It soon became clear that the reality of 1934 was that like 1933, jobs were going to be in short supply, and private industry, by and large, was not the place to look for charity. Thus, unemployment, while still stigmatized, was beginning to be thought of in a different light by society. The Observer notes that “almost complete readjustment of the public attitude towards idleness has been necessary during the past year of two”24, and that “it is not their fault [the unemployed] and they are not to be judged by the old standards”25. By recognizing that many people were left unemployed through no fault of their the way was paved for forward-thinking people to begin looking for solutions to the unemployment problem by setting in their sights that system that brought about such troubled times, unchecked capitalism.
Searching for Solutions: The Co-Operative Commonwealth Federation in Palmerston
Tough times often allow for new ideas to take hold, and this was the case with the Co-Operative Commonwealth Federation (C.C.F.), a socialist political party that wished to offer an alternative to the economic system that had resulted in the worst financial conditions up to that point in time. Change, especially change that is as ambitious as this, is often met with heavy resistance, as we can see in the Observer itself. For example, an article titled simply “The C.C.F.” leans heavily on anti-foreigner rhetoric and fear-mongering in an attempt to undermine the message of the party, likening the it to Communist Russia and stating that it hold non-Christian values for holding a political rally on a Sunday26. Despite this criticism, the C.C.F. still managed to hold a meeting in Palmerston in November of 1933.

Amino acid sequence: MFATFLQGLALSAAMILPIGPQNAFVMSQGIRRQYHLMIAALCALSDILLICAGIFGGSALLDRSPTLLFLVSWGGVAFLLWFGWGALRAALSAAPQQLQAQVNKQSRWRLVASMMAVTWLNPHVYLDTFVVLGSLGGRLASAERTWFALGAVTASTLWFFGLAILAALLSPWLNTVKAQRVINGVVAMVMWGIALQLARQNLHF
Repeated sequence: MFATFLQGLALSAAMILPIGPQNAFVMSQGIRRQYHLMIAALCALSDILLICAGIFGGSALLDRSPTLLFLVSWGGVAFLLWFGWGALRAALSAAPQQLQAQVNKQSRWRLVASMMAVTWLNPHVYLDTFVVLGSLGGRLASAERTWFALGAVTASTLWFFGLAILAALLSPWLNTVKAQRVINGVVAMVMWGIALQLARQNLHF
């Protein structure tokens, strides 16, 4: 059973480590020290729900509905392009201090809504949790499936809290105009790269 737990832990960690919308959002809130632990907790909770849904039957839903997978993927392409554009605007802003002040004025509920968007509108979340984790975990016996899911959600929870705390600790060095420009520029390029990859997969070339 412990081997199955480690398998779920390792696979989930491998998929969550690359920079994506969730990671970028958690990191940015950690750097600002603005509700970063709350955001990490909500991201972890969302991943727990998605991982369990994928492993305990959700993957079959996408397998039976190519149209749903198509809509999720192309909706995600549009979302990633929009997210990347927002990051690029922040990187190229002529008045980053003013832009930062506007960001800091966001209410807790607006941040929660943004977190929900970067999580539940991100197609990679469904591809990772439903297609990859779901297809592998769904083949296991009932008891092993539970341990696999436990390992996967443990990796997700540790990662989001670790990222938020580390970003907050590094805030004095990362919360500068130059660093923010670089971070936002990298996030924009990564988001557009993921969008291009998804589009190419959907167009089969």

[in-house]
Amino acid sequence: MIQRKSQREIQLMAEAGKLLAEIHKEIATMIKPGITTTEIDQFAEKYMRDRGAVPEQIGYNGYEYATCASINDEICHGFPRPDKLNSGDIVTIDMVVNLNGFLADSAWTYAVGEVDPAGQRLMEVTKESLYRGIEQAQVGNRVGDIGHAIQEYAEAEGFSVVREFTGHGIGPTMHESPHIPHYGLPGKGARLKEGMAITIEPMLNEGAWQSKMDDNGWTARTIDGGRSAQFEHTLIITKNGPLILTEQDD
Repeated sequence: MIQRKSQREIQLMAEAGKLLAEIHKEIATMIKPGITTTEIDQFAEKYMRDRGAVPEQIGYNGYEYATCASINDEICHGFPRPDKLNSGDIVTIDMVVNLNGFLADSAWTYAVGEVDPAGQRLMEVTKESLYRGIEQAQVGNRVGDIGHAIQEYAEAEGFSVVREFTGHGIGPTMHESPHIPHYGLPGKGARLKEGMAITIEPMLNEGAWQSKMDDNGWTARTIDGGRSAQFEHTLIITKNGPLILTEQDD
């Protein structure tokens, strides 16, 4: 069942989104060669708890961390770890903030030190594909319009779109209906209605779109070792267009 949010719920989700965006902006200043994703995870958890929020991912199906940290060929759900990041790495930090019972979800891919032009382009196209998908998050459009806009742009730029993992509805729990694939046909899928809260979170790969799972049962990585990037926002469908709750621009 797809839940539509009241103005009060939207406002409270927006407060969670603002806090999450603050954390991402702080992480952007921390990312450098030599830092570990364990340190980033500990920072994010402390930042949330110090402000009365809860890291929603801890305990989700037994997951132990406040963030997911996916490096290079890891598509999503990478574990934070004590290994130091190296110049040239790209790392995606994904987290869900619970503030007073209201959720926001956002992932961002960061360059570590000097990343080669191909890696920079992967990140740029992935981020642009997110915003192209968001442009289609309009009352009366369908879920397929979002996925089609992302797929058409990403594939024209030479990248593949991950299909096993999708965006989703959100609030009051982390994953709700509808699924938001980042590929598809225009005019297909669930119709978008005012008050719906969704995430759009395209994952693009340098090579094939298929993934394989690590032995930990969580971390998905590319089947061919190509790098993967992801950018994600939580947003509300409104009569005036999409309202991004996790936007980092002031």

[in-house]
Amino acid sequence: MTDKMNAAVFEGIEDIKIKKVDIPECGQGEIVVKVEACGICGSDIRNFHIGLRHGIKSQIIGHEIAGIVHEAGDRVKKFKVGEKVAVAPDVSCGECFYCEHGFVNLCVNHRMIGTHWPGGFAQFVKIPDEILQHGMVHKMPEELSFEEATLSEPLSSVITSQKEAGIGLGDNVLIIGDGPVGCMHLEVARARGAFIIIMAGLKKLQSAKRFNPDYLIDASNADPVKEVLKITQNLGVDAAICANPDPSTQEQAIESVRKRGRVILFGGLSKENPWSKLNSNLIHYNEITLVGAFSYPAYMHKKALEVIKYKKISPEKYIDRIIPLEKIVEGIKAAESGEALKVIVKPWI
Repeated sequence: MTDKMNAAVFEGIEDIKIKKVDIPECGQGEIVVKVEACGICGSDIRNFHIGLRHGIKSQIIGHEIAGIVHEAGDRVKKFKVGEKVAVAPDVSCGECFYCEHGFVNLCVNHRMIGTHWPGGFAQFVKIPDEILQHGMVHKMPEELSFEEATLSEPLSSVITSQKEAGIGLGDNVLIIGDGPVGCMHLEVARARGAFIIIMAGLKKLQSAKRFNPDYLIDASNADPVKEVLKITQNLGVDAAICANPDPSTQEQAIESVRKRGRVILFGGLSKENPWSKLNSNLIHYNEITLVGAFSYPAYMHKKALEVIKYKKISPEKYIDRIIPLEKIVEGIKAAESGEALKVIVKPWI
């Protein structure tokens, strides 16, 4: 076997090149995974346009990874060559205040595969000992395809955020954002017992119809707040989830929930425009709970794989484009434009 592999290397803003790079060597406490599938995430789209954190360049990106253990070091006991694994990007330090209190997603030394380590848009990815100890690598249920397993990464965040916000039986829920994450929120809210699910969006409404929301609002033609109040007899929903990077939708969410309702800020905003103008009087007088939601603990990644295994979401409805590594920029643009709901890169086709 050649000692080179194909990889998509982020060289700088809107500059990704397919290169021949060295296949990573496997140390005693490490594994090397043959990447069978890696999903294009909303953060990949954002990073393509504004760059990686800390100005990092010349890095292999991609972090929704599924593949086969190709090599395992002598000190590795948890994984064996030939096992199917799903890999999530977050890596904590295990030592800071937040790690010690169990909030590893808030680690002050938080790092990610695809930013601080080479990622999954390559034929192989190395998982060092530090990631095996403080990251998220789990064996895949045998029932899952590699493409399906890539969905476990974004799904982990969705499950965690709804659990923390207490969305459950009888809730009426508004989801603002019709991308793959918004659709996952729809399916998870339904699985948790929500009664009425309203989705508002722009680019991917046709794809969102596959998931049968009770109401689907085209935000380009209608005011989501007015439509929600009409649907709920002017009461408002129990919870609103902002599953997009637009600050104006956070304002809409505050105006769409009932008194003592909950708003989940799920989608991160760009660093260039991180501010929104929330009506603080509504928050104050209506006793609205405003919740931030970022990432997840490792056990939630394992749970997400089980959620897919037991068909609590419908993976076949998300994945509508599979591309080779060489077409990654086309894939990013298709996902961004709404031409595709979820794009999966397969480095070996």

The C.C.F meeting in November, while sparsely attended, still took up a large portion of the front page of the Observer that week. The goal of the C.C.F was to “overcome the present condition, depression”27, through a new economic system that would see the goal of production changed to “the supplying of human need instead of making profit”28. It is easy to see how during a time of severe economic depression, empowering the workforce would seem like an attractive idea to a large amount of people, even if they were ultimately unable to act out their plans.
The Transient Phenomenon Continues…
Despite the small sliver of growing empathy for those left unemployed during the depression, transients were by and large, still viewed in a negative fashion, especially within the Palmerston Observer. Even when they managed to find work through government programs, they continued to be looked down upon. For example, an article reprinted in the Observer from the Fergus-News Record describes how the reporter viewed some men working on a highway as having “never been good workers, and never will be, and in past years they lived on their relatives or by other devious means”29. The writer also criticizes how some of the men were taking a break from their work, thus, even when transients do find work, they are not working hard enough for some people.